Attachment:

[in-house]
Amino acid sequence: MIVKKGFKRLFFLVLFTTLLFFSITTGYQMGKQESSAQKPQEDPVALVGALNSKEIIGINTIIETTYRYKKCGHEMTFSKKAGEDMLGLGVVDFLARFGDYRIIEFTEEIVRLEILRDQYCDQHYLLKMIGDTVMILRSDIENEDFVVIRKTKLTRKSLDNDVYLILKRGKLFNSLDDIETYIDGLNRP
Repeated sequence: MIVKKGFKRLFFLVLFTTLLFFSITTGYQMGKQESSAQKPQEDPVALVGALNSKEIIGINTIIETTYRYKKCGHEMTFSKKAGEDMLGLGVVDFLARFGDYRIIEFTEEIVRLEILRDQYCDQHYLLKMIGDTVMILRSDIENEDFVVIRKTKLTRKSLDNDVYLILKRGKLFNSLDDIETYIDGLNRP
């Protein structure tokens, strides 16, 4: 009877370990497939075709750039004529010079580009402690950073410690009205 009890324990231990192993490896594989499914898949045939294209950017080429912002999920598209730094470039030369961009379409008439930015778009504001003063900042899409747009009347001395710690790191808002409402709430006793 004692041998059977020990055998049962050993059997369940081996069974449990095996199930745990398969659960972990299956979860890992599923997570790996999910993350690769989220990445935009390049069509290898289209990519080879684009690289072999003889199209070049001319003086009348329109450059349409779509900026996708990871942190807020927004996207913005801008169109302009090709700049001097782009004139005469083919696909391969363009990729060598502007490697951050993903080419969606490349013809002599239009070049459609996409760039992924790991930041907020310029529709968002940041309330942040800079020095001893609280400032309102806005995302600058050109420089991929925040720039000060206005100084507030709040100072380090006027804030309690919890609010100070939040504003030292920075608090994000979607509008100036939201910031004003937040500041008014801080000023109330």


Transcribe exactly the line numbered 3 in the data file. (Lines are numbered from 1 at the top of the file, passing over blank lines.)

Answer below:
Repeated sequence: MIVKKGFKRLFFLVLFTTLLFFSITTGYQMGKQESSAQKPQEDPVALVGALNSKEIIGINTIIETTYRYKKCGHEMTFSKKAGEDMLGLGVVDFLARFGDYRIIEFTEEIVRLEILRDQYCDQHYLLKMIGDTVMILRSDIENEDFVVIRKTKLTRKSLDNDVYLILKRGKLFNSLDDIETYIDGLNRP